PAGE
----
Review: China Online – Netspeak & Wordplay by Chinese Internet Users

China’s Internet is a hot topic nowdays. With more and more books published on the topic, What’s on Weibo picked a recent one to review. This edition: China Online – Netspeak & Wordplay Used By Over 700 Million Chinese Internet Users by Véronique Michel, Tuttle Publishing, 2015, 159 pages.

With the largest Internet population in the world, China has a unique online culture. China Onlinea new book by translator and multilingual netizen Véronique Michel, offers an exploration into China’s rapidly changing society and its flourishing Internet environment, where new expressions emerge every day. Michels has created an accessible and entertaining introduction to China’s modern-day language and culture.


Michels has divided her book in two parts. The first part, ‘Portraits’, uncovers how neologisms like “Mortgage Slaves” (房奴 fang nu) or “Café Latte Tribe” (拿铁族 natie zu) identify different groups in China’s contemporary society. The drastic political and economic changes after the 1980s have led to a society where studying hard, finding a good job and spending money have become the essential strategies to survive. The “Ants Tribe” (蚁族 yizu), for example, refers to those who want to make their “wages fly” (让工资飞 rang gongzi fei) in order to set up their homes and start a family in suburban China. In the second part, ‘Word Play’, Michels gives a myriad of examples on China’s creative expressions, and what they reveal about society today.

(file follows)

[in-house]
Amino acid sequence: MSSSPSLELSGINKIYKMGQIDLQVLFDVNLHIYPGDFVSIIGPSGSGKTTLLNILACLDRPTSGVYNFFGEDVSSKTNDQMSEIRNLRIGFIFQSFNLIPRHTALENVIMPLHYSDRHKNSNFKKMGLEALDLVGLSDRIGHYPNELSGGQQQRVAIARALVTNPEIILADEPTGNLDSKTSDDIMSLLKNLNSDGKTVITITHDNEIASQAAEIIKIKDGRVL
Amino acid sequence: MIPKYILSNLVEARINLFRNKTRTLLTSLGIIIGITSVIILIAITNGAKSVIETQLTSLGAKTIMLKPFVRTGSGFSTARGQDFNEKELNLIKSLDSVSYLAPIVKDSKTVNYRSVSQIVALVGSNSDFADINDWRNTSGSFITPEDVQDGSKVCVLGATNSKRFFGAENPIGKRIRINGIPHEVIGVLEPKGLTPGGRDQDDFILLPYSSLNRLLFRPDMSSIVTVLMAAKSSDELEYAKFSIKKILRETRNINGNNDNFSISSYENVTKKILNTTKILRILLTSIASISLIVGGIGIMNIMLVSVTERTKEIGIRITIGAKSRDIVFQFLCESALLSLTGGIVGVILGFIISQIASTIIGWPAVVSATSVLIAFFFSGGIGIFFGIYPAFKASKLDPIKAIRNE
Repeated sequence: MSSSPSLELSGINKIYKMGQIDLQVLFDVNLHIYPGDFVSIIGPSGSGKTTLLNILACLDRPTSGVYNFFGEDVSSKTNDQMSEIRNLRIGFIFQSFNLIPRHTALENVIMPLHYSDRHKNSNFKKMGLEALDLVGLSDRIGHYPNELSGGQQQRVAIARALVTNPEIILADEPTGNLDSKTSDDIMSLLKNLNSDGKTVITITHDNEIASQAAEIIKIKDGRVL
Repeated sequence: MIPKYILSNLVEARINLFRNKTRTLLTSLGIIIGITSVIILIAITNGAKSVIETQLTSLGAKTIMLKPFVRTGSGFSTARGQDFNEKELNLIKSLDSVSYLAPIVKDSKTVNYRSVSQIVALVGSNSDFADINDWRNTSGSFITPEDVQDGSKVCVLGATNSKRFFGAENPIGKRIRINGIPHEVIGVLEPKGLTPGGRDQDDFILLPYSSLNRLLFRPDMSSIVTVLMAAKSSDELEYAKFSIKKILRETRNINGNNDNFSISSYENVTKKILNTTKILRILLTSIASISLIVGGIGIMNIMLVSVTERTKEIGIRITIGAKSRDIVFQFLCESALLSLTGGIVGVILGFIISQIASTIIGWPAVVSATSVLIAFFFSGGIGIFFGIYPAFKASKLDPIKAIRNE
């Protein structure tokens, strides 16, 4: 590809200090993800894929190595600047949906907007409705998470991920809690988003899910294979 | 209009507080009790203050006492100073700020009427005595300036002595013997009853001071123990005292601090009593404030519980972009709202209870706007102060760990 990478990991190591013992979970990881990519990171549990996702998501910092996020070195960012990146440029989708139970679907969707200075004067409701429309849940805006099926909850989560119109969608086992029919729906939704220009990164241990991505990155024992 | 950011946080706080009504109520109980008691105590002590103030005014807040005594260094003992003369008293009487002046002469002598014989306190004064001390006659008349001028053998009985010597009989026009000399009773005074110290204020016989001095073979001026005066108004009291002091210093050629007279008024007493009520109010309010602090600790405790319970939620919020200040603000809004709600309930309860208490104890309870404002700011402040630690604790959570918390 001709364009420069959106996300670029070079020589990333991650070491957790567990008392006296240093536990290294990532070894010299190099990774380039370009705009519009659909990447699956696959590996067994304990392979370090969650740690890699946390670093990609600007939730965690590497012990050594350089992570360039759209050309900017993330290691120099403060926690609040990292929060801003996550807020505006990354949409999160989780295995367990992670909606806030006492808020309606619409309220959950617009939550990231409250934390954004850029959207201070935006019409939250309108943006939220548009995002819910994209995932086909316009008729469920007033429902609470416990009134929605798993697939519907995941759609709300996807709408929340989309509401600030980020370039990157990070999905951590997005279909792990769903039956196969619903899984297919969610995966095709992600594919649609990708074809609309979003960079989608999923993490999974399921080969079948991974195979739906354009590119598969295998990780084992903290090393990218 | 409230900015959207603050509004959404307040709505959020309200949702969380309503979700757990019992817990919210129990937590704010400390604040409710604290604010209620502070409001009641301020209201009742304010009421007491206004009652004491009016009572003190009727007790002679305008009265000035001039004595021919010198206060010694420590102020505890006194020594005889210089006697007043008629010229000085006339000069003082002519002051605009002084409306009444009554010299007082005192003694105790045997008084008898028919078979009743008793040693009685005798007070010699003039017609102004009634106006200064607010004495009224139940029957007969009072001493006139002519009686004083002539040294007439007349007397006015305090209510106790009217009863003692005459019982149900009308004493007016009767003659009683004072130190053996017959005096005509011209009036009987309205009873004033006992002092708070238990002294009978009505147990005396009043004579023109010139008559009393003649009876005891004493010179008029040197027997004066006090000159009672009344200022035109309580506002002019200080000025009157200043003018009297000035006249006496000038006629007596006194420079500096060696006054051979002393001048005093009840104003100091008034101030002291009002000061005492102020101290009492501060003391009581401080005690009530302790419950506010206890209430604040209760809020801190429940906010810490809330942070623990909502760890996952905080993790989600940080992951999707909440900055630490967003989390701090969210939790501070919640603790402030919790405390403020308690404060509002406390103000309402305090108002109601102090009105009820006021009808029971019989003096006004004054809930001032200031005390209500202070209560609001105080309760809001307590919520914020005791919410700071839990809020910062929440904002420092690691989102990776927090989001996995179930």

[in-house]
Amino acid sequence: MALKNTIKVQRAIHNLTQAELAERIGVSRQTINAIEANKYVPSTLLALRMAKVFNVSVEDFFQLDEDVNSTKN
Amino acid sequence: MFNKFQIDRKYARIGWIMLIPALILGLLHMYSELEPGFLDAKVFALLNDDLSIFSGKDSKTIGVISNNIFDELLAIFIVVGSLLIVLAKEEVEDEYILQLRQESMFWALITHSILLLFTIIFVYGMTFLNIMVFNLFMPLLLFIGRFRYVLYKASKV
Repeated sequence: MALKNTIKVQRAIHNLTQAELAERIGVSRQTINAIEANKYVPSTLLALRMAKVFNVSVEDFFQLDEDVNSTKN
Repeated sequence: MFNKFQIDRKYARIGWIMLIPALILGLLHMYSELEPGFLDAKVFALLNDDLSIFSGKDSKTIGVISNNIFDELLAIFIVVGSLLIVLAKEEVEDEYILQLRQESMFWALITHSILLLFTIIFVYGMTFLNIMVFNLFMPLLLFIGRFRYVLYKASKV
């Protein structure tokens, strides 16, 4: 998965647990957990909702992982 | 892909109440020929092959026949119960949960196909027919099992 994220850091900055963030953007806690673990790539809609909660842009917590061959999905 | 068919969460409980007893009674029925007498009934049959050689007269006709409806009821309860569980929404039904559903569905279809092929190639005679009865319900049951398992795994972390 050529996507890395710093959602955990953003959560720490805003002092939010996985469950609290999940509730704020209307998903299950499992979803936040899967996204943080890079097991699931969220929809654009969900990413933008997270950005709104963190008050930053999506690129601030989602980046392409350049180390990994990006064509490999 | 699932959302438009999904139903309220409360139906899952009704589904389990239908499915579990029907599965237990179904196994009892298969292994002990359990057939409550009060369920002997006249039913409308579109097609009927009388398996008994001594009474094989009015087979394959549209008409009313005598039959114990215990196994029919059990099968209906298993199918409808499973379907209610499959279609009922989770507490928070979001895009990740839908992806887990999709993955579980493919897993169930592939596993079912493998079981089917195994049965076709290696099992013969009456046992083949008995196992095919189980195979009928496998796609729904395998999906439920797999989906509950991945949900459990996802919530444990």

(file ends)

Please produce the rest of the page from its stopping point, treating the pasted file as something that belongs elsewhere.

As China’s online environment moves with incredible speed, any book on it will inescapably be outdated from the moment it is published. Popular expressions die out as quickly as they came up. But because Michels offers the cultural backgrounds to a range of expressions and catch phrases, it remains a relevant, no-nonsense and entertaining resource for anyone, amateur or expert, who wants to develop a deeper understanding of China and Chinese language today.

What’s on Weibo’s verdict: 7.5/10

Plus points: easy to read, accessible, clear overview of new & classic online expressions, explanation of origins.

Downsides: outdated soon, somewhat superficial. How could Michels fail to write more about online censorship, and how it is evaded through wordplay and puns?

By Manya Koetse

This review was originally written for Bable, The Language Magazine.